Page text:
WORKERS PROTEST GOVERNMENT’S ASSAULT ON MINIMUM WAGE LAW
Introduction: On Wednesday, 10th March 2020, Workers across Nigeria’s 36 states and the Federal Capital Territory (FCT) heeded the call of the National Executive Committee (NEC) of Nigeria Labour Congress (NLC) to protest the plans of state governments to undermine the country unified minimum wage laws.
Although the decision of the NEC of NLC to declare a warning strike was hardly implemented, yet labour was in a show of force that would surely send shivers down the spine of Nigeria’s capitalist politicians. The immediate effect of the strike became manifest two days later when the federal federal government quickly denounced another federal agency that ordered an increase in the price of petrol (PMS) hours earlier. The federal government cited ongoing discussion with labour as the basis for the sudden reversal. No doubt the Wednesday protest earned the labour bureaucracy some value with the capitalist politicians, who only saw a fraction of labour’s strength.
But the labour bureaucracy also has to draw important lessons from the anger on display at the protest grounds; it was an anger that can be directed at the bureaucracy in the coming period if it keeps holding the working class down in the face of unprecedented hardship and economic crisis. Even though the protest was ostensibly against the plans to give governors unbridled control over the determination of minimum wages in their respective states, workers still independently raised slogans about broader economic issues like the high cost of fuel and electricity, inflation and even for renationalisation of the power industry.
Members of the MSA intervened in five states: Lagos; Abuja; Osun; Ogun; and Edo – in solidarity with the working class in their struggle against further impoverishment. 57 copies of SOLIDARITY, the paper of the MSA, were sold altogether. Below are reports from the Comrades who intervened at these protest grounds in Lagos, Abuja and Osun.
LAGOS, Davy Fidel
The affiliate-unions of the Nigeria Labour Congress (NLC) and the Trade Union Congress (TUC) came out in their hundreds, to protest the government’s recent plan to remove minimum wage from the exclusive list in Nigeria to the Concurrent legislative list, thereby destroying the regime of a single minimum wage in the country. Leaders of the NLC and TUC Lagos chapter mobilised their members to join in the protest march.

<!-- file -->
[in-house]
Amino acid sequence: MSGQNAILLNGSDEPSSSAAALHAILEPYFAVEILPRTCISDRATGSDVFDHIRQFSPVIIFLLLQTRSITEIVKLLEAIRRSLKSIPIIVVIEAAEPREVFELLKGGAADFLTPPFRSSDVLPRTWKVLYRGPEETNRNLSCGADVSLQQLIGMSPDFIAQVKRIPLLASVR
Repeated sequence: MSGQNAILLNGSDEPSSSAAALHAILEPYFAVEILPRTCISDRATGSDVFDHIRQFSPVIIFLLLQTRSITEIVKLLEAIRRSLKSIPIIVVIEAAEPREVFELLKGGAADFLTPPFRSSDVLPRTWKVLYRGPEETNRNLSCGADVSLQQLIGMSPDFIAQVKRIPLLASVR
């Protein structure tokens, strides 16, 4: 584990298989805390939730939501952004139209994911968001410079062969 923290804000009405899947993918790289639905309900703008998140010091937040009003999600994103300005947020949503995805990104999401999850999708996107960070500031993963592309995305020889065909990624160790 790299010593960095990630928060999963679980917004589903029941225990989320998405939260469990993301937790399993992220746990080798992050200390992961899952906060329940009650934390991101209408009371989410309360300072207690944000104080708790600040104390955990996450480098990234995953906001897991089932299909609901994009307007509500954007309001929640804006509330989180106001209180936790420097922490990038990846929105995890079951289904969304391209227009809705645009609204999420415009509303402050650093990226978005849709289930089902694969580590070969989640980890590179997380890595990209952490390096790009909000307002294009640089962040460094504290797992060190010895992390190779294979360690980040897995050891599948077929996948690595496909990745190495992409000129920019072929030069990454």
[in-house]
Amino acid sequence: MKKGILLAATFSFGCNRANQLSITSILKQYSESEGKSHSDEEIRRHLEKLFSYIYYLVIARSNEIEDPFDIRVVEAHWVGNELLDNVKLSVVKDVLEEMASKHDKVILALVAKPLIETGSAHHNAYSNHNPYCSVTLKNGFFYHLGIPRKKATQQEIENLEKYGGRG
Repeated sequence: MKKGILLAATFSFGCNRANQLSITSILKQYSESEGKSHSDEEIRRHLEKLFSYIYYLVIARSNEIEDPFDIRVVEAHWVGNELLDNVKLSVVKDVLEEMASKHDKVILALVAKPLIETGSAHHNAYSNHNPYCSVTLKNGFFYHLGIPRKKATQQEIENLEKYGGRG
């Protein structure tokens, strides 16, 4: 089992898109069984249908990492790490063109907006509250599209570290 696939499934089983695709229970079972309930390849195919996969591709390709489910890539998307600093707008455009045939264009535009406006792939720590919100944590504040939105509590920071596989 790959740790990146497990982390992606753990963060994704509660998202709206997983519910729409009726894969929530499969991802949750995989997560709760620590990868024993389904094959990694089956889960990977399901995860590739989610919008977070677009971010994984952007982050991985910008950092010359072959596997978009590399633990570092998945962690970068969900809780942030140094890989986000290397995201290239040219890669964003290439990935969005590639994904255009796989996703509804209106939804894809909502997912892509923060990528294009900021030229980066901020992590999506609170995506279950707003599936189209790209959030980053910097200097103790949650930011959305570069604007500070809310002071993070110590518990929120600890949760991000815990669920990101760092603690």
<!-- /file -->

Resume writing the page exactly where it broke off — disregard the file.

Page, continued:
The protest kicked off at Ikeja Underbridge at 8:30 am and saw a large number of workers, who believed that not coming out to protest, the capitalist politicians of the Buhari government will carry on suffering the working people.
Before the protest kicked off, leaders of both NLC and TUC (Lagos Branches) addressed workers, raising the issues that warranted the NEC’s decision to declare a warning strike. Funmi Agnes Sessi, Chairperson of NLC, Lagos Branch, frowned at the government’s plan to remove minimum wage from the exclusive list, which was legislated in 1981. She strongly condemned the regime. Trade union leaders and leaders of broad-left platforms, like the secretary of JAF, Abiodun Aremu, also took turns to address workers in unanimous condemnation of the government’s plans to rubbish workers’ income in Nigeria.
Workers marched the 3km between Ikeja Underbridge and Alausa Secretariat to submit their protest letter to the Lagos House of Assembly. All through, it was a carnival of placards, with bold inscriptions such as: Nigeria Not for Sale. Discos are Fraud! Reverse the Power Privatization; Stop the Importation of Petrol! Revive the Refineries; Reduce the Cost of Governance Now! Save the Masses from Poverty and Hunger; Stop Poverty and Hunger. Reverse the Fuel Price Increase Now; Stop the Looting! Tax the Rich and Subsidise the Poor